on the grid change or begin to appear wavy and curved, or if you notice that
your vision is getting worse, call your doctor.
Reduced vision or
vision loss from AMD can affect your life in many ways. How much it will affect
you depends on your lifestyle and on how bad your vision loss is. Work
with your doctor to find ways to make the best use of your remaining vision.
There are things that you can do to adjust and to keep your quality of
life as much as possible.
normal to feel unhappy about your loss of vision. But if your feelings of sadness are
severe or do not improve, you may develop
depression, which requires treatment. If you need help
in dealing with your feelings about AMD, talk to your doctor and to your family
and friends. Your doctor can also refer you to a counselor who specializes in
helping people adjust to living with limited vision.
Anti-VEGF medicines, such as bevacizumab (Avastin) and ranibizumab (Lucentis), can slow the vision loss that is
linked to wet
age-related macular degeneration (wet AMD). These medicines are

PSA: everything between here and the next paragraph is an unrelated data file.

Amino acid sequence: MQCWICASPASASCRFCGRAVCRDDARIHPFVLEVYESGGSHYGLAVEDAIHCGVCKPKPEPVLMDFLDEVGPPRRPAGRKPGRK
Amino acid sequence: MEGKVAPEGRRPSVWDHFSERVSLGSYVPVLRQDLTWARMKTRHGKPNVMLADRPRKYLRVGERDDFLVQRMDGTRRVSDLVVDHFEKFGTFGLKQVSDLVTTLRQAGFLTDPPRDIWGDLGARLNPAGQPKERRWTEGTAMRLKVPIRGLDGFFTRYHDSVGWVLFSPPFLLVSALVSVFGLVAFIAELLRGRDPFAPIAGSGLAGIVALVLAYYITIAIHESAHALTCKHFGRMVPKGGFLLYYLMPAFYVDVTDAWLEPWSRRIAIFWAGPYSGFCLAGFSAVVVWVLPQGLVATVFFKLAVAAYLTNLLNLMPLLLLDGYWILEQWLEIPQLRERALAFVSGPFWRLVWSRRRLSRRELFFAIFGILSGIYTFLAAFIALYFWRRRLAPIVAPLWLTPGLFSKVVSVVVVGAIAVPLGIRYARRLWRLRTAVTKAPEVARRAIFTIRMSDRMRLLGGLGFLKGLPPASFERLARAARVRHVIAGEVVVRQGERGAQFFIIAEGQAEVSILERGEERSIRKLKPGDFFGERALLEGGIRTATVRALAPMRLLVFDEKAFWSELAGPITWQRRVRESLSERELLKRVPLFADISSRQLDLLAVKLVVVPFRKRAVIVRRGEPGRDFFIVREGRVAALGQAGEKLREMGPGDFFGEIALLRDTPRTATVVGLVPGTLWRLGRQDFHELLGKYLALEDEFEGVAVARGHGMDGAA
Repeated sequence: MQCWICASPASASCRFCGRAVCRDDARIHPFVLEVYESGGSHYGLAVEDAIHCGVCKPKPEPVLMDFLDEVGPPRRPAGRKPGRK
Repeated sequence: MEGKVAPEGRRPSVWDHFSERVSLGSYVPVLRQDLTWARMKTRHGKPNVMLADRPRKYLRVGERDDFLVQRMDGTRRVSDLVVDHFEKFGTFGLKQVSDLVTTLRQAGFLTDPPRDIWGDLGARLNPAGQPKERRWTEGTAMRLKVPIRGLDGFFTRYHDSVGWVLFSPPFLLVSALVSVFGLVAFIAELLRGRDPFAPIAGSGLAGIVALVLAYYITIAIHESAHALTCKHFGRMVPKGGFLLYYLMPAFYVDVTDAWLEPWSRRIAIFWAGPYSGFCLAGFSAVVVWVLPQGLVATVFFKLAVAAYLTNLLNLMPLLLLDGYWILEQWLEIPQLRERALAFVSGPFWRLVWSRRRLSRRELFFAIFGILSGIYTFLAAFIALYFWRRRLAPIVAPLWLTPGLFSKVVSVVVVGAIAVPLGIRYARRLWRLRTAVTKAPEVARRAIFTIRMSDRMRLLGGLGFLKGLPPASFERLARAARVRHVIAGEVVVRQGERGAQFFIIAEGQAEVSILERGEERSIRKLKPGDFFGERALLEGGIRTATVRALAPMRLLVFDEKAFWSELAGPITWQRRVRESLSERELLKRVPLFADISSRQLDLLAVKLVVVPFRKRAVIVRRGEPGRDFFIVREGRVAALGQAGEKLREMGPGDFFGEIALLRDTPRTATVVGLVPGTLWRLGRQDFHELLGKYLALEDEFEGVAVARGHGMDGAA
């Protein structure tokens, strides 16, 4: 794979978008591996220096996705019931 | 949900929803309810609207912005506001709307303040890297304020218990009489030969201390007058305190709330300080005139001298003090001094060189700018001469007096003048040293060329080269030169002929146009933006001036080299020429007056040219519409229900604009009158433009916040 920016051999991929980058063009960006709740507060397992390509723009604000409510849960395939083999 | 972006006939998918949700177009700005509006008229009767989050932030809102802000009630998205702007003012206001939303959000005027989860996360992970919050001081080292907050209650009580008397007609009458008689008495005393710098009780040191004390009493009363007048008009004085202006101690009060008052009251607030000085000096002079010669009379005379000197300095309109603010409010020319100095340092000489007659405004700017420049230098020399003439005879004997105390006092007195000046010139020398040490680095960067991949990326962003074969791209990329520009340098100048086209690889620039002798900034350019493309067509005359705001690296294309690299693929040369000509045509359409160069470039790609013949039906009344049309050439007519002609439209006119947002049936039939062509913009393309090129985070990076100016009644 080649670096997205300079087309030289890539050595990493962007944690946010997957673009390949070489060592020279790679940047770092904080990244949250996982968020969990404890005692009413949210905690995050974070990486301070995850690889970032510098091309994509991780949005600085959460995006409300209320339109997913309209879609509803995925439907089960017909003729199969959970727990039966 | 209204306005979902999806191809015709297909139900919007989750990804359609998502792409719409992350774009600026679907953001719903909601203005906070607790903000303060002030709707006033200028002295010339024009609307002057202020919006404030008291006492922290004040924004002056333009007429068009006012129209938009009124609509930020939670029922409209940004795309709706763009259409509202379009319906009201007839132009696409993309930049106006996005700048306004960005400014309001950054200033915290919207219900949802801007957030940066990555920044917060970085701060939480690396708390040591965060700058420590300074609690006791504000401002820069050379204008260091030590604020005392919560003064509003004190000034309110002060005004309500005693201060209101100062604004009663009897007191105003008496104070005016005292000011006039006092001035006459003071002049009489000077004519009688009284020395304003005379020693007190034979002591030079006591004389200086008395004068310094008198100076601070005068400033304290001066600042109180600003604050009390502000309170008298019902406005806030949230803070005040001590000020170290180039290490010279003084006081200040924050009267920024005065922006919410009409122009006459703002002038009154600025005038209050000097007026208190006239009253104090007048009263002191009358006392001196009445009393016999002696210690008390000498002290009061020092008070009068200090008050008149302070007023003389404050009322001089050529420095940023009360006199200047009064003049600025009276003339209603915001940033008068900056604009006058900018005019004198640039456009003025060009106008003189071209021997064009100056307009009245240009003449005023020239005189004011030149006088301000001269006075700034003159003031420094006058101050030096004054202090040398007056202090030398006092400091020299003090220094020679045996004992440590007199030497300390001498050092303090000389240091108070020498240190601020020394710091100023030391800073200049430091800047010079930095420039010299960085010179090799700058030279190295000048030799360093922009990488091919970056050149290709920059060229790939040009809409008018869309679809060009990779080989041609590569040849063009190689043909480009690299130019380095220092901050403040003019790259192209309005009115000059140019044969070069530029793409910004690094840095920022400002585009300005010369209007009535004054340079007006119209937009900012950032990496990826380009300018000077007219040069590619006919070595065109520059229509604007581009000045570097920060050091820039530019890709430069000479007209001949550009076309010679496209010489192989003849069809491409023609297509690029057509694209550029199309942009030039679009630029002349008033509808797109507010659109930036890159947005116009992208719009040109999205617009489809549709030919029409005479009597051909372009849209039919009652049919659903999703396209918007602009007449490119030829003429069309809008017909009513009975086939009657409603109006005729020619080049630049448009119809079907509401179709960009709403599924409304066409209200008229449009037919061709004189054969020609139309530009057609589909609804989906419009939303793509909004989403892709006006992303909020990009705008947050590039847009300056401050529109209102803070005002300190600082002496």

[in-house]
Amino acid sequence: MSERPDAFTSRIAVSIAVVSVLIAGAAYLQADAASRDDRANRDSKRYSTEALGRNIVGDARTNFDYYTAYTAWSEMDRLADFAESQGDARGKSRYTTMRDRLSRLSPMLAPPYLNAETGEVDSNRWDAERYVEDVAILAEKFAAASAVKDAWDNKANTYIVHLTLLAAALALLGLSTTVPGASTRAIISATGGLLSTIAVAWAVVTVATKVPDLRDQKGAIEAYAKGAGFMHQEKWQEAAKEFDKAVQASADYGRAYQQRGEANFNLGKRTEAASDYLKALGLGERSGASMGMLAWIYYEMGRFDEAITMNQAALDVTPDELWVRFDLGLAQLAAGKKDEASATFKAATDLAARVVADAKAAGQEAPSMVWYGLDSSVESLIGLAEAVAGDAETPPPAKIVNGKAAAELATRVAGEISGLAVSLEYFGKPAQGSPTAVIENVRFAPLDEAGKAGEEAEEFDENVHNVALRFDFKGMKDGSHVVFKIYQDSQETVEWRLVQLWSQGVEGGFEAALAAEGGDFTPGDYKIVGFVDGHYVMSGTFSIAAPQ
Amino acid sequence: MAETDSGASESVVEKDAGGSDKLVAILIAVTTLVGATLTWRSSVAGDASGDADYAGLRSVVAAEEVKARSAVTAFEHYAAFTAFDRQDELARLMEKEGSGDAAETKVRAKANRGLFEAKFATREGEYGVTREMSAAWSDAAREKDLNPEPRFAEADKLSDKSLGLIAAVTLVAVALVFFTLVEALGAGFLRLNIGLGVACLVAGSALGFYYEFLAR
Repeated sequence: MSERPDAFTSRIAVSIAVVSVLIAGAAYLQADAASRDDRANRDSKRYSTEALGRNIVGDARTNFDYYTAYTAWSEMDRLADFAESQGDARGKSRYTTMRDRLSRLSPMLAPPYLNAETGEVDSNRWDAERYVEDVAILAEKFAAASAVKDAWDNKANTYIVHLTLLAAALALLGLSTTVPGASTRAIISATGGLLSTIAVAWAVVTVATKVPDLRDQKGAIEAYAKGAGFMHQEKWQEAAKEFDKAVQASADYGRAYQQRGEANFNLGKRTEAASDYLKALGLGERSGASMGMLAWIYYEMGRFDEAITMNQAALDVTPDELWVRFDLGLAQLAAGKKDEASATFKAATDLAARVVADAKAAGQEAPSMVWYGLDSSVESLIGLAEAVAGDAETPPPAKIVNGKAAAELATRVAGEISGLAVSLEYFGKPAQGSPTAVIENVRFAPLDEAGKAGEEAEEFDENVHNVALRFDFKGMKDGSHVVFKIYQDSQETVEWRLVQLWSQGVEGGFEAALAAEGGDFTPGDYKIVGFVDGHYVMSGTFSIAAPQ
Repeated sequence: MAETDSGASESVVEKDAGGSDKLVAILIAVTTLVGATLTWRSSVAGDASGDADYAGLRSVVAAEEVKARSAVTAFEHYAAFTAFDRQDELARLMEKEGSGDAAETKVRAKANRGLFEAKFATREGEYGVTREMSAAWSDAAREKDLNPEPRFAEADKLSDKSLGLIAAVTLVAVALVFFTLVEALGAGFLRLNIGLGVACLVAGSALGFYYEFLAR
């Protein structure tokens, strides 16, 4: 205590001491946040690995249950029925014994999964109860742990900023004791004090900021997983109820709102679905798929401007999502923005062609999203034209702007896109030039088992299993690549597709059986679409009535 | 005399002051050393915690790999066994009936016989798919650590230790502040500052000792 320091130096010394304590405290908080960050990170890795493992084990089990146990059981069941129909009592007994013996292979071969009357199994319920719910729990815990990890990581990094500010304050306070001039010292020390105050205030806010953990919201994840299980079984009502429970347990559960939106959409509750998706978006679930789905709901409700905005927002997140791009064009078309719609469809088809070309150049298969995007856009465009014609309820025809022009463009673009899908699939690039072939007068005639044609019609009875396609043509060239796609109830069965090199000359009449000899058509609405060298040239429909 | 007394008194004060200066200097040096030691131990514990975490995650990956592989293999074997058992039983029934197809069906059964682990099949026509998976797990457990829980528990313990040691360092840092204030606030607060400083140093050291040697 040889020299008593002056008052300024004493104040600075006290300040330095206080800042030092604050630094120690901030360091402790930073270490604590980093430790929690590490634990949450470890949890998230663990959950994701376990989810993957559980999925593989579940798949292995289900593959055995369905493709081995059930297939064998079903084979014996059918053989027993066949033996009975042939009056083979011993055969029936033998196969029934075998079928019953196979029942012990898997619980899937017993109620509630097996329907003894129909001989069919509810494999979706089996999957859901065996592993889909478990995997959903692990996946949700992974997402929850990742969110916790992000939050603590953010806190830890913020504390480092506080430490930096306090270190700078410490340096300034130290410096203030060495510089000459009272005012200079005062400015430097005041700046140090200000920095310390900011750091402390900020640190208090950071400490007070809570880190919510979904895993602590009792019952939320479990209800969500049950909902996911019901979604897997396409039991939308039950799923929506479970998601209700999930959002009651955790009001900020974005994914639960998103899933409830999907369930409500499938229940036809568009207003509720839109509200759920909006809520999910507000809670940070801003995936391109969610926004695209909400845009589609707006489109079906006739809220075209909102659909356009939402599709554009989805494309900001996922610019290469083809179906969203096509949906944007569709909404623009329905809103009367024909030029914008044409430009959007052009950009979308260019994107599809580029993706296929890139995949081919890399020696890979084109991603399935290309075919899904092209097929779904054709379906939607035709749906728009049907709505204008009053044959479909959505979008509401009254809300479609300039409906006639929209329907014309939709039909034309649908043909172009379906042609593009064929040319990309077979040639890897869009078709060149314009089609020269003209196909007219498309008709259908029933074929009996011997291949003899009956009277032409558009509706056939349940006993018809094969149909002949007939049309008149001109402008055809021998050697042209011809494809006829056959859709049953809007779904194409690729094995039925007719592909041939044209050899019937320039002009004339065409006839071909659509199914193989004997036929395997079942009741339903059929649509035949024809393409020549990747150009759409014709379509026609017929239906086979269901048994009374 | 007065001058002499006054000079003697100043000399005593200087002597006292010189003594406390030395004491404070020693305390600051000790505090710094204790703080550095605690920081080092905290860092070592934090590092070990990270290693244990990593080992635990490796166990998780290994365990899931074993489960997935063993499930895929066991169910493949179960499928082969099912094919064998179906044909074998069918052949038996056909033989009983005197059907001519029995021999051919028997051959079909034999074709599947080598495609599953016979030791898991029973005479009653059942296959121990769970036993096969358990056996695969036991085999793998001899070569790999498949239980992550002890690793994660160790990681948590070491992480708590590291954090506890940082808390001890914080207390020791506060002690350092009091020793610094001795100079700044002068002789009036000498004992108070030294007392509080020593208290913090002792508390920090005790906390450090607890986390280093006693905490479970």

injected into the eye.
doesn't cure wet
age-related macular degeneration (wet AMD), but it can sometimes slow down or prevent further loss
of central vision. Early surgery is vital to slowing
down vision loss, which can be rapid.
But laser surgery is an option for less than one-fourth of people
who have wet AMD.4 It is often hard to know in advance whether
the surgery will do more harm than good.
By the time many people are
diagnosed with wet AMD, it is often too late for surgery to provide much
benefit. Even with treatment, many people will still go on to lose more of
their central vision.
Currently, surgery is not used to treat
dry AMD. Laser surgery to remove deposits called
drusen may slow vision loss in people with dry AMD,
but experts think that it may increase the chance of developing wet AMD.
Researchers are currently doing studies to see if this is an effective
Studies are being done on possible other treatments for age-related macular degeneration (AMD), such as:
You can talk with your doctor about the progress of new potential treatments and also look into clinical trials.
This nonprofit group works to find cures, preventions, and improved treatments for age-related degenerative diseases. The website has information about Alzheimer's disease, macular degeneration, and glaucoma.
EyeCare America is a public service program of the
Foundation of the American Academy of Ophthalmology. This site aims to raise awareness about